I’ve been avoiding writing about the eight boys killed by NATO forces in Kapisa province of eastern Afghanistan on Feb. 8., but as it so often happens, we end up writing…what we can’t avoid writing. The admonition from the diary title came from Chris Floyd at Empire Burlesque, and has haunted me since I read it. But first, some background.
From the NYT:
“Afghan relatives of those who died and Mohammed Tahir Safi, an adviser to President Hamid Karzai and the leader of the Afghan investigation team, said that those killed were young boys who had taken their sheep and goats to graze outside the village. They were cold and gathered under a rock and lighted a small fire to warm themselves. That was the place where they were struck by bombs. Photographs of the dead shown by Mr. Safi at a news conference this week included some of badly bloodied young boys and a couple of young men who might have been older. The father of one of the boys who was killed said that his son was 12 and that two nephews who were killed were younger.
Brig. Gen. Lewis Boone, the NATO spokesman here, said that the site of the bombing was a boulder, but that NATO troops “observed with binoculars and other optical equipment” several groups of “adult sized” men leaving the village.
They “appeared to be carrying weapons and heading for nearby mountains,” General Boone said. “They were moving in open terrain in a tactical fashion and clearly keeping a distance from each other.” (my bold)
No weapons were ever found. But NATO has offered an apology, and says they will help the village; maybe build them their first road. How kind.
And yet, Times coverage from two days earlier covers the deaths from an Afghan government perspective, and quotes Mohammed Tahir Safi, an adviser to Hamid Karzai:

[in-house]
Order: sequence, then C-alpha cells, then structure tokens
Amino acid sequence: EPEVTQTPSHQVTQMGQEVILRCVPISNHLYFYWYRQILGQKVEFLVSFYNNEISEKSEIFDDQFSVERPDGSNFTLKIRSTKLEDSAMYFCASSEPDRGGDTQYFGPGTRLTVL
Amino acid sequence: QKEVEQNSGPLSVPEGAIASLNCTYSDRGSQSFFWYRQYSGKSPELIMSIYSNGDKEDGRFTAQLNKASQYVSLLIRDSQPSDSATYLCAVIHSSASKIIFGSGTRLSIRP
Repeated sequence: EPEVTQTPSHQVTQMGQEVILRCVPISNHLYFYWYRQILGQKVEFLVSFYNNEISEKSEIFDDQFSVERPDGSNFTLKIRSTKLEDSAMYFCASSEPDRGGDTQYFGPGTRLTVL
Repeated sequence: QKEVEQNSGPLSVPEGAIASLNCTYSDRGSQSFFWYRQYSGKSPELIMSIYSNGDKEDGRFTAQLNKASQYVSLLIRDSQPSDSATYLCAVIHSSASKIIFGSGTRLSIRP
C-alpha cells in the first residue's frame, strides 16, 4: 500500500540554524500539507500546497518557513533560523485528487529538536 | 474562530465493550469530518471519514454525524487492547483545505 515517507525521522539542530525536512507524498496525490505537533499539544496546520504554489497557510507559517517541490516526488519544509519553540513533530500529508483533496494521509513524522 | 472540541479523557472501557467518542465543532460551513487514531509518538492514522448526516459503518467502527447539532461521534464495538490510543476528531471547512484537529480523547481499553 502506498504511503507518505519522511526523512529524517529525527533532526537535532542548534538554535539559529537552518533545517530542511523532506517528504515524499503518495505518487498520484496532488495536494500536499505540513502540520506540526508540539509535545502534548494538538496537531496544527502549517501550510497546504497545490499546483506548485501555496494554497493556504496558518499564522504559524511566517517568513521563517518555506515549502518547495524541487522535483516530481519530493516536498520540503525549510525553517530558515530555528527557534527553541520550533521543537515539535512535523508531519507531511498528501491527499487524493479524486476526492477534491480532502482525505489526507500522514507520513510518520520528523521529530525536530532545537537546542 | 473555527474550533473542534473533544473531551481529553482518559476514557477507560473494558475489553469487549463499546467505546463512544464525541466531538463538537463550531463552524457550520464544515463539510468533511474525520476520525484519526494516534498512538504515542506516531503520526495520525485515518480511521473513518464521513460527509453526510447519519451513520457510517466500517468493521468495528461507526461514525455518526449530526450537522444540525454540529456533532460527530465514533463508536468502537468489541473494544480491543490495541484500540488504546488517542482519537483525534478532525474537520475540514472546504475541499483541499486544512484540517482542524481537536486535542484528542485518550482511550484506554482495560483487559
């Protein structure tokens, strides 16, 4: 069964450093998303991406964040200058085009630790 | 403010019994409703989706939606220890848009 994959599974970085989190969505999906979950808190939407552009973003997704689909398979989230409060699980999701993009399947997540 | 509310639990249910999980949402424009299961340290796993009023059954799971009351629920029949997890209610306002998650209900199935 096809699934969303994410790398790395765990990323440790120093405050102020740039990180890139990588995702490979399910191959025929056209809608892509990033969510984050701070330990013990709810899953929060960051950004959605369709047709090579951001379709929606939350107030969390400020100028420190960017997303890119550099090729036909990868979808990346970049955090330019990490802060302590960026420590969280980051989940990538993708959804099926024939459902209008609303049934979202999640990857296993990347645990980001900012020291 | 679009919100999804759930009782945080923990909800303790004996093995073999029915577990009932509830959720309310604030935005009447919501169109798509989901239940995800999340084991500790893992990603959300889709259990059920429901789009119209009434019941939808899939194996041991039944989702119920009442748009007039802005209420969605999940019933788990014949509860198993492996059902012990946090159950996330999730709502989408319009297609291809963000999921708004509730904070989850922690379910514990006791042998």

“I call on human rights community and the world community: Who will speak up for the rights of these children?” he said. “Will you take the rights of these children?”
Mr. Safi held up photographs of what he said were the victims. Most looked like boys between the ages of 11 and 15. Their faces were bloodied and in at least one case the eye and side of the face was partially gone from the blast. The boys all appeared to be lying on white sheets. He said that one of the victims was between 18 and 20 years old, but that the rest were much younger.
One of the villagers, who works as a police chief in a nearby district, lost his 12-year-old son, Ajmal, and two nephews, ages 9 and 11. The police officer, Abdul Zahid, described the area as deeply poor with almost no services of any kind.
“We don’t have paved roads, school or a clinic in Gayawa,” he said. “There’s almost one meter snow here in our village and we send our children to take care of the goats and sheep and feed them and collect firewood from the trees nearby and bring it home so we can heat our homes.”
On Feb. 8 when the bombing happened, the children had gone as usual to the grazing area outside the village. They had just finished letting the animals graze and had made a small fire to keep warm when they were bombed, he said.